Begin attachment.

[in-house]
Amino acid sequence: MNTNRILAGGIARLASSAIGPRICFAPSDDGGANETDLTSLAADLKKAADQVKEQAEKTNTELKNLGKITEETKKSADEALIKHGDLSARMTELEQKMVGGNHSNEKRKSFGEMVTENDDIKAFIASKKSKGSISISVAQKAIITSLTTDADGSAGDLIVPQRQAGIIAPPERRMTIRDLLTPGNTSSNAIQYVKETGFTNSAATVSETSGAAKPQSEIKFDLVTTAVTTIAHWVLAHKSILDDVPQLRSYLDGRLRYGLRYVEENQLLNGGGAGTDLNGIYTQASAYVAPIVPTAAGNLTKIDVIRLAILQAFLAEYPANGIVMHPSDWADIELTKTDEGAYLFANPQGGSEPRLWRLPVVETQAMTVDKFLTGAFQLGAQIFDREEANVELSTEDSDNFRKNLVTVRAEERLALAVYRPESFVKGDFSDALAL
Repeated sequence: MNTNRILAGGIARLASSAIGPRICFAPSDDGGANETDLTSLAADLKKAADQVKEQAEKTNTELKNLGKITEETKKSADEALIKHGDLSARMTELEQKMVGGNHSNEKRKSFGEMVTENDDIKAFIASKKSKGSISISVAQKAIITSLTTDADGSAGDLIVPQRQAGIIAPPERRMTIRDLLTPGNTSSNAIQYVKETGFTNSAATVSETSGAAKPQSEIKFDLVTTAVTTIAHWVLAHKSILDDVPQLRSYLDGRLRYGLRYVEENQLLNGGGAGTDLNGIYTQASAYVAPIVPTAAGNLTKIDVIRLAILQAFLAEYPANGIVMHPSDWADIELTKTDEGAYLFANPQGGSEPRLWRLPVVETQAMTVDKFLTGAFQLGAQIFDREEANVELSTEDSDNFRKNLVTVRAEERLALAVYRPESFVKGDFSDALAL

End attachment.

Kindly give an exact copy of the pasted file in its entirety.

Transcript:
[in-house]
Amino acid sequence: MNTNRILAGGIARLASSAIGPRICFAPSDDGGANETDLTSLAADLKKAADQVKEQAEKTNTELKNLGKITEETKKSADEALIKHGDLSARMTELEQKMVGGNHSNEKRKSFGEMVTENDDIKAFIASKKSKGSISISVAQKAIITSLTTDADGSAGDLIVPQRQAGIIAPPERRMTIRDLLTPGNTSSNAIQYVKETGFTNSAATVSETSGAAKPQSEIKFDLVTTAVTTIAHWVLAHKSILDDVPQLRSYLDGRLRYGLRYVEENQLLNGGGAGTDLNGIYTQASAYVAPIVPTAAGNLTKIDVIRLAILQAFLAEYPANGIVMHPSDWADIELTKTDEGAYLFANPQGGSEPRLWRLPVVETQAMTVDKFLTGAFQLGAQIFDREEANVELSTEDSDNFRKNLVTVRAEERLALAVYRPESFVKGDFSDALAL
Repeated sequence: MNTNRILAGGIARLASSAIGPRICFAPSDDGGANETDLTSLAADLKKAADQVKEQAEKTNTELKNLGKITEETKKSADEALIKHGDLSARMTELEQKMVGGNHSNEKRKSFGEMVTENDDIKAFIASKKSKGSISISVAQKAIITSLTTDADGSAGDLIVPQRQAGIIAPPERRMTIRDLLTPGNTSSNAIQYVKETGFTNSAATVSETSGAAKPQSEIKFDLVTTAVTTIAHWVLAHKSILDDVPQLRSYLDGRLRYGLRYVEENQLLNGGGAGTDLNGIYTQASAYVAPIVPTAAGNLTKIDVIRLAILQAFLAEYPANGIVMHPSDWADIELTKTDEGAYLFANPQGGSEPRLWRLPVVETQAMTVDKFLTGAFQLGAQIFDREEANVELSTEDSDNFRKNLVTVRAEERLALAVYRPESFVKGDFSDALAL